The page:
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If there are more than 3 tricky words on these two pages, this is a good indication that the book is too hard for your child and will frustrate him/her.
Here are some fun books that may be appropriate for your child to read independently, or with just a little help: Integrate learning into everyday activities.
For example, your child can easily practice writing by helping you make a grocery list.
When choosing books that are just right for your soon-to-be first grader, have your child read aloud the first 2 pages to you.
If each page has just a few sentences on it, your child should be able to read all but about 2 of the words.
And the last number counted is the number of the set.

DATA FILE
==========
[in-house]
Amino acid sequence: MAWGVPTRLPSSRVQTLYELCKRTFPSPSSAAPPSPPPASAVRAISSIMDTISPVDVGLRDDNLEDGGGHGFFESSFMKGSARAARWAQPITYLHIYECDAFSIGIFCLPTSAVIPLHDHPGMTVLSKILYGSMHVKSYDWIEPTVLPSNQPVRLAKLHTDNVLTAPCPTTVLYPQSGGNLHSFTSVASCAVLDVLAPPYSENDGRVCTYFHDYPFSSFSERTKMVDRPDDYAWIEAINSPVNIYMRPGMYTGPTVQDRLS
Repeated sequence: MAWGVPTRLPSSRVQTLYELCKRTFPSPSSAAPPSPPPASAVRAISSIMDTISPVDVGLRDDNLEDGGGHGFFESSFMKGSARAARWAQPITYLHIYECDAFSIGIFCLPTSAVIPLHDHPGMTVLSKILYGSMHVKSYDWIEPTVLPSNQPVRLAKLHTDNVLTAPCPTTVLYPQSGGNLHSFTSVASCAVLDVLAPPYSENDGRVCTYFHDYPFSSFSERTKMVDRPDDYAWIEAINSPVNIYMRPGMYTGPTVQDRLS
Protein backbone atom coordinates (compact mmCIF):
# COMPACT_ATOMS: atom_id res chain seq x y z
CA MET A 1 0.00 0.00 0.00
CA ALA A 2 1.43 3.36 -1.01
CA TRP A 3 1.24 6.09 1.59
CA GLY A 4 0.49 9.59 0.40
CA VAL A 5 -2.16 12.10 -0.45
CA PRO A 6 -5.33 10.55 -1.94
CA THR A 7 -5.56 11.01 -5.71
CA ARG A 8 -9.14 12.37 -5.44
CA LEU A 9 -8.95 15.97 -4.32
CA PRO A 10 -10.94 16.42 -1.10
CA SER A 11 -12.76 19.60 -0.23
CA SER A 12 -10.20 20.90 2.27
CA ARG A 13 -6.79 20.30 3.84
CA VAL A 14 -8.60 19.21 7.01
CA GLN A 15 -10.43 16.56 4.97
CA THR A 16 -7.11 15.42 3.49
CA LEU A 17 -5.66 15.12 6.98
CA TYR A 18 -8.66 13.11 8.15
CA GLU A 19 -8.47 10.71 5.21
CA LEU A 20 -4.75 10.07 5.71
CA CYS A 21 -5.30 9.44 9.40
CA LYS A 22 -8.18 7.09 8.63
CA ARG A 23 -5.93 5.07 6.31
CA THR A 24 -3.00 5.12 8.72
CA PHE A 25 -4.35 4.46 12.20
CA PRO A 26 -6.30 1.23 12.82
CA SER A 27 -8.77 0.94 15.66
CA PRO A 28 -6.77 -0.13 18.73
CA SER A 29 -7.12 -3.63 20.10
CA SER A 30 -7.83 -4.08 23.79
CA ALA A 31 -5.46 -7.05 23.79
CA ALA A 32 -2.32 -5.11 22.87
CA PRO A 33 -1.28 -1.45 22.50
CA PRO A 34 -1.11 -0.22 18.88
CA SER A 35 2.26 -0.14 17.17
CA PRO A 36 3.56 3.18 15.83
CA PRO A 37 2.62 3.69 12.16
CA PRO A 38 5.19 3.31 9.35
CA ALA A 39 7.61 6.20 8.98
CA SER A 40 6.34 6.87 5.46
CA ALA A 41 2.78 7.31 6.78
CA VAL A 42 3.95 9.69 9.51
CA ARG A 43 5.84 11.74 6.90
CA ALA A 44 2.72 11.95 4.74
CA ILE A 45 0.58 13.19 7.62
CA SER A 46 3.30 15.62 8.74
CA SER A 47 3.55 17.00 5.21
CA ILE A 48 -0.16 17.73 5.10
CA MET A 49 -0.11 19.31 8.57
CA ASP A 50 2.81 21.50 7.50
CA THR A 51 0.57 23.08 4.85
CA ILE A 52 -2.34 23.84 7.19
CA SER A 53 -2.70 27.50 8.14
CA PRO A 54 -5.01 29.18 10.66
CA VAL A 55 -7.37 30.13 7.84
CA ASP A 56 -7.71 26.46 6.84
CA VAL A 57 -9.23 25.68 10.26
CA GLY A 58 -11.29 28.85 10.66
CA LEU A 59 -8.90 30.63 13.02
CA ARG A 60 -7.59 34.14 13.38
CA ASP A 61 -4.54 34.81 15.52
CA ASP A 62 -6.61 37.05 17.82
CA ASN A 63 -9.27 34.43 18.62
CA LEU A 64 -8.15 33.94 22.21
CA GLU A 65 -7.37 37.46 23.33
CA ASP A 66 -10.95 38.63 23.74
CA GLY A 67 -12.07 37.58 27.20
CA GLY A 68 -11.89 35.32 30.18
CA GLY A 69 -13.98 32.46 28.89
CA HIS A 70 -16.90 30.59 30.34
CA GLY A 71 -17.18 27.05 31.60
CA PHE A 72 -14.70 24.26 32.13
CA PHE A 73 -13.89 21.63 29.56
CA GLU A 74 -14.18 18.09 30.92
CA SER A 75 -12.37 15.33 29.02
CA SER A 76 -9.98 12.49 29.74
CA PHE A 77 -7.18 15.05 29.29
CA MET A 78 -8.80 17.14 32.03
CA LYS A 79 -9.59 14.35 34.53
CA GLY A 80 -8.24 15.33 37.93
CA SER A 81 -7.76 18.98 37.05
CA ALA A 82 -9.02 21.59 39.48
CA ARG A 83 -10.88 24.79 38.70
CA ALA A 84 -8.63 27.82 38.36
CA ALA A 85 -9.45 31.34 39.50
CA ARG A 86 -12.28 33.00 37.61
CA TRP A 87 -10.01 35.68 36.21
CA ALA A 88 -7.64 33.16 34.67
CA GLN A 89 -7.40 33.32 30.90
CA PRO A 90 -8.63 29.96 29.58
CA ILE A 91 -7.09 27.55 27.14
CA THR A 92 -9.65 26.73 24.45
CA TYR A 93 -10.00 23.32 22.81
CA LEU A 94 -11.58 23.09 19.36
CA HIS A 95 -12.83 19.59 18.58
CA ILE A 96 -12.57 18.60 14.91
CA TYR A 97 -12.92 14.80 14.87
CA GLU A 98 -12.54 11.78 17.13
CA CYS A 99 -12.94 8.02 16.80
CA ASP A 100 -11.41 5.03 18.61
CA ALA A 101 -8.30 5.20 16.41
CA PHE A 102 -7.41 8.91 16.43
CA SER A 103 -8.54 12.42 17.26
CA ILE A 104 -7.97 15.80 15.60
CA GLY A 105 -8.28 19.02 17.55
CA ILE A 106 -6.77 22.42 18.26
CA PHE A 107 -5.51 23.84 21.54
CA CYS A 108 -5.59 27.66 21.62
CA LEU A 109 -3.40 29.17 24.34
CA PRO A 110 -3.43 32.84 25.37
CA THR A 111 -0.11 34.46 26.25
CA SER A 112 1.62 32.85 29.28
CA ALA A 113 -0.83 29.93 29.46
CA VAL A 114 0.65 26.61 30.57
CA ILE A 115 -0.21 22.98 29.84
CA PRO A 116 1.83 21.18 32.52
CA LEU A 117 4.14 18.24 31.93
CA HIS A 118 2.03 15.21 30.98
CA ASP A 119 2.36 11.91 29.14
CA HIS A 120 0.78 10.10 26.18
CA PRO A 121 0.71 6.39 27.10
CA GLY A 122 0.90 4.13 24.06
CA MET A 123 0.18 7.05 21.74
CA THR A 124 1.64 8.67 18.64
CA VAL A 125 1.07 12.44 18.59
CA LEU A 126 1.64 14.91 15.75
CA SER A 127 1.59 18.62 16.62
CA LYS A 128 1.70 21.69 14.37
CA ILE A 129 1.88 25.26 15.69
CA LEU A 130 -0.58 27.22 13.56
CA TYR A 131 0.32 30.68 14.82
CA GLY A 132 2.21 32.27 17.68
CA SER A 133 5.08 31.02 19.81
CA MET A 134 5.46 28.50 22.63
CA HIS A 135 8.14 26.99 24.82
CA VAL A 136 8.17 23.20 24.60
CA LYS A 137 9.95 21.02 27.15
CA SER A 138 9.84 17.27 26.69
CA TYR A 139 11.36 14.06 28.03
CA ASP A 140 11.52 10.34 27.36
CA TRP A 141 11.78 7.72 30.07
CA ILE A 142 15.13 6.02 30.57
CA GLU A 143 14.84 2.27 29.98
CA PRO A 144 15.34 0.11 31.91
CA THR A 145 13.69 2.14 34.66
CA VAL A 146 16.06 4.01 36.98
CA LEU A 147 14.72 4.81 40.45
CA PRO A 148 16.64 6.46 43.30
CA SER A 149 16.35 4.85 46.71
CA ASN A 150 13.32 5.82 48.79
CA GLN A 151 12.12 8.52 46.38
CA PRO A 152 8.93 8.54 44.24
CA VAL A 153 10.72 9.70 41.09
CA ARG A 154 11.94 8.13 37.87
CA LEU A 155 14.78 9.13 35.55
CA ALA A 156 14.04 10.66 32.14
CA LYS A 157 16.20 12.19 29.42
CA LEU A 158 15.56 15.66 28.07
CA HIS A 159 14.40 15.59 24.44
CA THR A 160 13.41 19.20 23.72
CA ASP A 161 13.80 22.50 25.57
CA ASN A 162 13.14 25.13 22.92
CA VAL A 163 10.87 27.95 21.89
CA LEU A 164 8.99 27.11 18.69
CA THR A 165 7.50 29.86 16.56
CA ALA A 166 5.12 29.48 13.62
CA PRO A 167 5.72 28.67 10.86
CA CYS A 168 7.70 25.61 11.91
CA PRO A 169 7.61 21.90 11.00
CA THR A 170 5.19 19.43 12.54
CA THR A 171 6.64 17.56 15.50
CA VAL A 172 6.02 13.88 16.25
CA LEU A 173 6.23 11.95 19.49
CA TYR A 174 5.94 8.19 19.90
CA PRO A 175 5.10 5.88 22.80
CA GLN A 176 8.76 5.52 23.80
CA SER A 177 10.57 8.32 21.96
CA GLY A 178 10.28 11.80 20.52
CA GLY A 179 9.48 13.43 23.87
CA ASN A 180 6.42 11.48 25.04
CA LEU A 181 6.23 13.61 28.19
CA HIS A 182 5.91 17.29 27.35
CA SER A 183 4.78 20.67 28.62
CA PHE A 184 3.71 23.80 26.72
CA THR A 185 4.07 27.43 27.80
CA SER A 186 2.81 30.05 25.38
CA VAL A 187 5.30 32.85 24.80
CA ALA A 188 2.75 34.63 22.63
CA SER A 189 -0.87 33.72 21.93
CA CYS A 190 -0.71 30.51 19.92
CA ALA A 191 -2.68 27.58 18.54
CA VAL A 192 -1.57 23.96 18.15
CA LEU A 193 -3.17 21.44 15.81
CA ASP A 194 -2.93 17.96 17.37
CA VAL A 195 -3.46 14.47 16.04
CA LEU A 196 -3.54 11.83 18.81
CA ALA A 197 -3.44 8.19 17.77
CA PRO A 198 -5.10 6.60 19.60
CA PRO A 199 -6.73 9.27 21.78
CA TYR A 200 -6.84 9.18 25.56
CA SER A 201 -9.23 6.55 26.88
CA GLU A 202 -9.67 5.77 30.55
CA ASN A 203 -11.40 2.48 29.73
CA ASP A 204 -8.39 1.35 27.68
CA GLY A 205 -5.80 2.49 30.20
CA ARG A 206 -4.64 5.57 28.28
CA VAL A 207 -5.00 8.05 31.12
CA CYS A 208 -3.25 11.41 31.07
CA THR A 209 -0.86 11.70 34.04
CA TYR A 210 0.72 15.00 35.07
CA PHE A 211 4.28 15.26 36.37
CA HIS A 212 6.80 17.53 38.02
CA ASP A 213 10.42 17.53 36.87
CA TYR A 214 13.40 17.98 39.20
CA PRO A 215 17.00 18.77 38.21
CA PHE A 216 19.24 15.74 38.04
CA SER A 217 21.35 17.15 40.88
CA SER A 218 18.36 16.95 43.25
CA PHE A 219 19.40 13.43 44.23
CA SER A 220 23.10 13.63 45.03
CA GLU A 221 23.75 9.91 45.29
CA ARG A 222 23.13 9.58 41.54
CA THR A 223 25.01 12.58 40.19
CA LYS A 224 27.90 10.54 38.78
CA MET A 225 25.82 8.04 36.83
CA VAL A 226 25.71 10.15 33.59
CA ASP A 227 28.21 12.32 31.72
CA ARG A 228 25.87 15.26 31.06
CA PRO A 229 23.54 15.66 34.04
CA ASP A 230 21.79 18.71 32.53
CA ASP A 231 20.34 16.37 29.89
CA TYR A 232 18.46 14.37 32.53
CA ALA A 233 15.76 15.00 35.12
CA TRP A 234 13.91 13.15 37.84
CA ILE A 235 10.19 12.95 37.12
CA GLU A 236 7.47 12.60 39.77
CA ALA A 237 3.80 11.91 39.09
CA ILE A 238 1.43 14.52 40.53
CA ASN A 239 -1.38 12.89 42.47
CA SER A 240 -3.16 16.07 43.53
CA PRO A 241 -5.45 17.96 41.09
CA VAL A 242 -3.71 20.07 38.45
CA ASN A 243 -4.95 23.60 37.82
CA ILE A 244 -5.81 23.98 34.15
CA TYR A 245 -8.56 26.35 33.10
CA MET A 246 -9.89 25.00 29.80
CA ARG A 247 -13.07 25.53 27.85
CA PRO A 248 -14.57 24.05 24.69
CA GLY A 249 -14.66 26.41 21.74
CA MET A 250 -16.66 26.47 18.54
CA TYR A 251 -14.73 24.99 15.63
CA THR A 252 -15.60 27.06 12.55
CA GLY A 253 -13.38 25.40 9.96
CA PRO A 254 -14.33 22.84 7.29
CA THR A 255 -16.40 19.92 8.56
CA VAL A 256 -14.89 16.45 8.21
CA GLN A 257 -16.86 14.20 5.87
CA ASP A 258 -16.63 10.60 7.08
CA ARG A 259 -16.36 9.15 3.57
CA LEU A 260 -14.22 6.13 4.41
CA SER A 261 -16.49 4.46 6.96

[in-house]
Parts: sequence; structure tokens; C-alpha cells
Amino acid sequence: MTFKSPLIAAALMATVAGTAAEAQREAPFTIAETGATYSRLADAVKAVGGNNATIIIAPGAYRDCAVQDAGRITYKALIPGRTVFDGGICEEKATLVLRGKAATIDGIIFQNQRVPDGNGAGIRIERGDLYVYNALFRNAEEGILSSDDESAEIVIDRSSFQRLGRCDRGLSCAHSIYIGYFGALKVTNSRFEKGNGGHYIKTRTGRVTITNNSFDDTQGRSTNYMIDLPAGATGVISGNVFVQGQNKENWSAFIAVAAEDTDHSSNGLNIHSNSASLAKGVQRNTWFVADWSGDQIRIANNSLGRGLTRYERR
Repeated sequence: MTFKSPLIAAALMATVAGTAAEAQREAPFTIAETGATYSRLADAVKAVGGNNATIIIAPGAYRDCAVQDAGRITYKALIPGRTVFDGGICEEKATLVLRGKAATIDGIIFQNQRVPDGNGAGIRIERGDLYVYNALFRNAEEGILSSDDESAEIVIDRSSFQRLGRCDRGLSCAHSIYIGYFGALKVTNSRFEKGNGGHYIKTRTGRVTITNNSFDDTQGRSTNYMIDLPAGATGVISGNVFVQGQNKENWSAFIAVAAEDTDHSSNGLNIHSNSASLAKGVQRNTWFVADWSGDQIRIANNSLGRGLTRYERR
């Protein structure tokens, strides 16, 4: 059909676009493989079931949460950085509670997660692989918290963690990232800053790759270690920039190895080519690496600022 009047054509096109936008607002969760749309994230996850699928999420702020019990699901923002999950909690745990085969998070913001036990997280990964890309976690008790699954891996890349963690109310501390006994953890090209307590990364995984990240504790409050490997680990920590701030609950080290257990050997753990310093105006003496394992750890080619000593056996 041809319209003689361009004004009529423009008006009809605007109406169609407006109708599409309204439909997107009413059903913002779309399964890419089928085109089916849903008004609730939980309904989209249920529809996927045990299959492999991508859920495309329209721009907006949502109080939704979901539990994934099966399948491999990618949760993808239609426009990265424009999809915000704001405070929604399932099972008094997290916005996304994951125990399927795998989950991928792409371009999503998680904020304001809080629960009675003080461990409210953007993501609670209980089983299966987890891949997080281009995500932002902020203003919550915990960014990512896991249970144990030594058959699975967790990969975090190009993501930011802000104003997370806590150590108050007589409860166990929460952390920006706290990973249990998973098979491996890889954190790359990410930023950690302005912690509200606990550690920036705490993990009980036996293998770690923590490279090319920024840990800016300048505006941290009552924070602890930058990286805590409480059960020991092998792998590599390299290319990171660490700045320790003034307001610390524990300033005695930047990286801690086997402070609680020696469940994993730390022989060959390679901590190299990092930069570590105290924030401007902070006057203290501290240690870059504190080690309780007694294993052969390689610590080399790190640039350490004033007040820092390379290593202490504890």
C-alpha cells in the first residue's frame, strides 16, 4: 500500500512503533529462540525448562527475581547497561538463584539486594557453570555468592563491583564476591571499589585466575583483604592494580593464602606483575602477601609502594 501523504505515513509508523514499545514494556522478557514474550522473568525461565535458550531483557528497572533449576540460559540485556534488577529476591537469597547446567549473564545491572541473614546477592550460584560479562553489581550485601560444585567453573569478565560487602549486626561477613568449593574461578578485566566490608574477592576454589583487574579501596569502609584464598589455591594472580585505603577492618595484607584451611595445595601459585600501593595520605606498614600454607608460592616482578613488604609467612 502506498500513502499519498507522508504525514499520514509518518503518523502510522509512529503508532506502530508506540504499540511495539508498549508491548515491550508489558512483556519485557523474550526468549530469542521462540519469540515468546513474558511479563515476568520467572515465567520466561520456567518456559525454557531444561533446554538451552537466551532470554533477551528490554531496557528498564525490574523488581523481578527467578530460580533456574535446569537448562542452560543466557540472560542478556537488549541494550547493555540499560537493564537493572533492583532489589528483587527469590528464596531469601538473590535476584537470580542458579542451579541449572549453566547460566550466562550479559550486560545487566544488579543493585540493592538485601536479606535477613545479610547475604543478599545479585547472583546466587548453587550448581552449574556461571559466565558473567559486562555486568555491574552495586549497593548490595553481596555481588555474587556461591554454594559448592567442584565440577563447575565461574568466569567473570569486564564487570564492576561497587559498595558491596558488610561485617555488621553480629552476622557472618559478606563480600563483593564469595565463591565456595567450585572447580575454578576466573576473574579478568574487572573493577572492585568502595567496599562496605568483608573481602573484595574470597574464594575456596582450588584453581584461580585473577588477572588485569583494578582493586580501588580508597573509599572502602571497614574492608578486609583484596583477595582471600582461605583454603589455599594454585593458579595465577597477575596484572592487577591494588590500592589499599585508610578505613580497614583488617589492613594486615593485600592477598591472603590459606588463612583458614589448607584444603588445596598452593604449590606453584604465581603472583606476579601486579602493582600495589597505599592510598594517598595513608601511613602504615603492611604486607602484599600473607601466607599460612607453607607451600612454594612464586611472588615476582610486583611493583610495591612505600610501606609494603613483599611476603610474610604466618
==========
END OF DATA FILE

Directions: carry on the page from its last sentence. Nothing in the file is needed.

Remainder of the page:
These big ideas underpin more efficient counting strategies such as counting on from the larger number.They are also developing the idea that “nothing” is represented by 0, and that any number in the system can be written with the digits 0-9. Having been a classroom teacher in Pre-K through 2nd grade, I’ve seen firsthand how much kids can lose over the summer.Then, in my next two posts, I’ll share summer learning tips for rising second graders and rising third graders.Each post will have tips for parents, as well as a free PDF at the end of the post that teachers can print off and send home with their students.Parents can help develop math skills no matter what their child’s age by exploring the math in the world around them.First graders are developing a more complex understanding of number. They know that all sets of 6, no matter what objects, are equivalent.What is most important is having your child practice listening for the sounds in words and then writing them down. ”– Play “Make Ten.” Fluently knowing pairs of numbers that add up to 10 will help your child tremendously in first grade.Other fun summer writing ideas: have your child keep a daily or weekly journal, write a postcard to a friend or relative, write letters to his/her Kindergarten teacher, or write about a vacation trip.– Play “Find the Alphabet.” Look for the letters (or things that start with each letter) from A to Z, in order. You can start by saying, “I see an airplane; that starts with ‘a.’ Can you find something that starts with ‘b’? Find a number less than 10, and then have your child find the number that can be added to it to make 10. ”– Take a series of pictures of your child doing a simple activity or chore (i.e. Then, print out the pictures – 1 per page – and have your child write a book to teach someone how to do the activity.It feels like you were just buying your child’s first picture books, and already, it’s time for her to start 1st grade. It’s OK, we’ve been there.) But let’s be honest: Kids aren’t the only ones who get nervous about a new school year!That’s why we’ve created this 1st Grade Guide to make the leap easier than ever.